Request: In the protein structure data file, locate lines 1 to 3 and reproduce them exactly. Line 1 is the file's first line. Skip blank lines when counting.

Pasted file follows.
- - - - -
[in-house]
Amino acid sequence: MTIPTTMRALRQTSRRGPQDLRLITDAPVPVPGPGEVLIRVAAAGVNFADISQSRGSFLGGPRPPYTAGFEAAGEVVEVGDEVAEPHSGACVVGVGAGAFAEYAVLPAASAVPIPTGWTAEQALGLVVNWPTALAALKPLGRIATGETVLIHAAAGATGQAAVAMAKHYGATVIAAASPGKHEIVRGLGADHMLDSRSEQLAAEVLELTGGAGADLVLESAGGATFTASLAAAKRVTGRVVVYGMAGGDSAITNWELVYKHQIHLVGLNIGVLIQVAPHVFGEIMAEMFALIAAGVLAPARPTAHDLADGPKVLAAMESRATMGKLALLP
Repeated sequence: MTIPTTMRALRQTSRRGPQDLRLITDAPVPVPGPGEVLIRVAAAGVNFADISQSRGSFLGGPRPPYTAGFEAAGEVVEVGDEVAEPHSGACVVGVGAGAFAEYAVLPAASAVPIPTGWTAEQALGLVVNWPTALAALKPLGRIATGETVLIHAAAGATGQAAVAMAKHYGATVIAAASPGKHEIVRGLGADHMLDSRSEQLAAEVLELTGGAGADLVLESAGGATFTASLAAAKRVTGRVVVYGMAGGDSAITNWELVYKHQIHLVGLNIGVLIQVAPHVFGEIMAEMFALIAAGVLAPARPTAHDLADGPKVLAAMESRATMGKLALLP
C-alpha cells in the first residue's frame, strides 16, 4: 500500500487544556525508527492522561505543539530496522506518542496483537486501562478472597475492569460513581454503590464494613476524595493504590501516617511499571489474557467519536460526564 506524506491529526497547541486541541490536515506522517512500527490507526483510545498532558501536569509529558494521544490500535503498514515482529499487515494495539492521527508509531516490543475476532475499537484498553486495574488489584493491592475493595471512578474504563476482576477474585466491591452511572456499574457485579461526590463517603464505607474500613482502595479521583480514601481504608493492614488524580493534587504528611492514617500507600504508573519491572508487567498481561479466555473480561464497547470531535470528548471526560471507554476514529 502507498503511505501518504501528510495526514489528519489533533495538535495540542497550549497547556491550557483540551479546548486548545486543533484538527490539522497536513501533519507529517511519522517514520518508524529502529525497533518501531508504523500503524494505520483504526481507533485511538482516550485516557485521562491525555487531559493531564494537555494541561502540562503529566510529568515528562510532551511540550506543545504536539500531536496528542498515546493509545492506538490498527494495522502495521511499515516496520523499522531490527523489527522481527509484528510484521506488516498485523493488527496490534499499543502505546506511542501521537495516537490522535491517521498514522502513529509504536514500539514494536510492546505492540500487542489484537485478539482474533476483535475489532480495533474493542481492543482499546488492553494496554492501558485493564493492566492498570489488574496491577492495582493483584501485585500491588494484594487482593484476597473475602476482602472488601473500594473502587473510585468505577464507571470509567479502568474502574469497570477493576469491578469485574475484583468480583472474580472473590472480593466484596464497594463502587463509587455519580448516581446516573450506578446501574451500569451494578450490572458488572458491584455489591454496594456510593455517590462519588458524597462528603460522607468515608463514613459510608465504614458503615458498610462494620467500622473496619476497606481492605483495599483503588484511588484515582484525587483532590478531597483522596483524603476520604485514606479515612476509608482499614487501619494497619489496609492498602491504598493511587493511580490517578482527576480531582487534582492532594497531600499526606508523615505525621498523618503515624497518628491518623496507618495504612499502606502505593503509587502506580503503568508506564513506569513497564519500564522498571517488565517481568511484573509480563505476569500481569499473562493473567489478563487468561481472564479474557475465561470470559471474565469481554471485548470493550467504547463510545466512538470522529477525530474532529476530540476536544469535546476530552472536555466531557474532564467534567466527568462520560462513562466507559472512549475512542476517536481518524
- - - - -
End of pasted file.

[in-house]
Amino acid sequence: MTIPTTMRALRQTSRRGPQDLRLITDAPVPVPGPGEVLIRVAAAGVNFADISQSRGSFLGGPRPPYTAGFEAAGEVVEVGDEVAEPHSGACVVGVGAGAFAEYAVLPAASAVPIPTGWTAEQALGLVVNWPTALAALKPLGRIATGETVLIHAAAGATGQAAVAMAKHYGATVIAAASPGKHEIVRGLGADHMLDSRSEQLAAEVLELTGGAGADLVLESAGGATFTASLAAAKRVTGRVVVYGMAGGDSAITNWELVYKHQIHLVGLNIGVLIQVAPHVFGEIMAEMFALIAAGVLAPARPTAHDLADGPKVLAAMESRATMGKLALLP
Repeated sequence: MTIPTTMRALRQTSRRGPQDLRLITDAPVPVPGPGEVLIRVAAAGVNFADISQSRGSFLGGPRPPYTAGFEAAGEVVEVGDEVAEPHSGACVVGVGAGAFAEYAVLPAASAVPIPTGWTAEQALGLVVNWPTALAALKPLGRIATGETVLIHAAAGATGQAAVAMAKHYGATVIAAASPGKHEIVRGLGADHMLDSRSEQLAAEVLELTGGAGADLVLESAGGATFTASLAAAKRVTGRVVVYGMAGGDSAITNWELVYKHQIHLVGLNIGVLIQVAPHVFGEIMAEMFALIAAGVLAPARPTAHDLADGPKVLAAMESRATMGKLALLP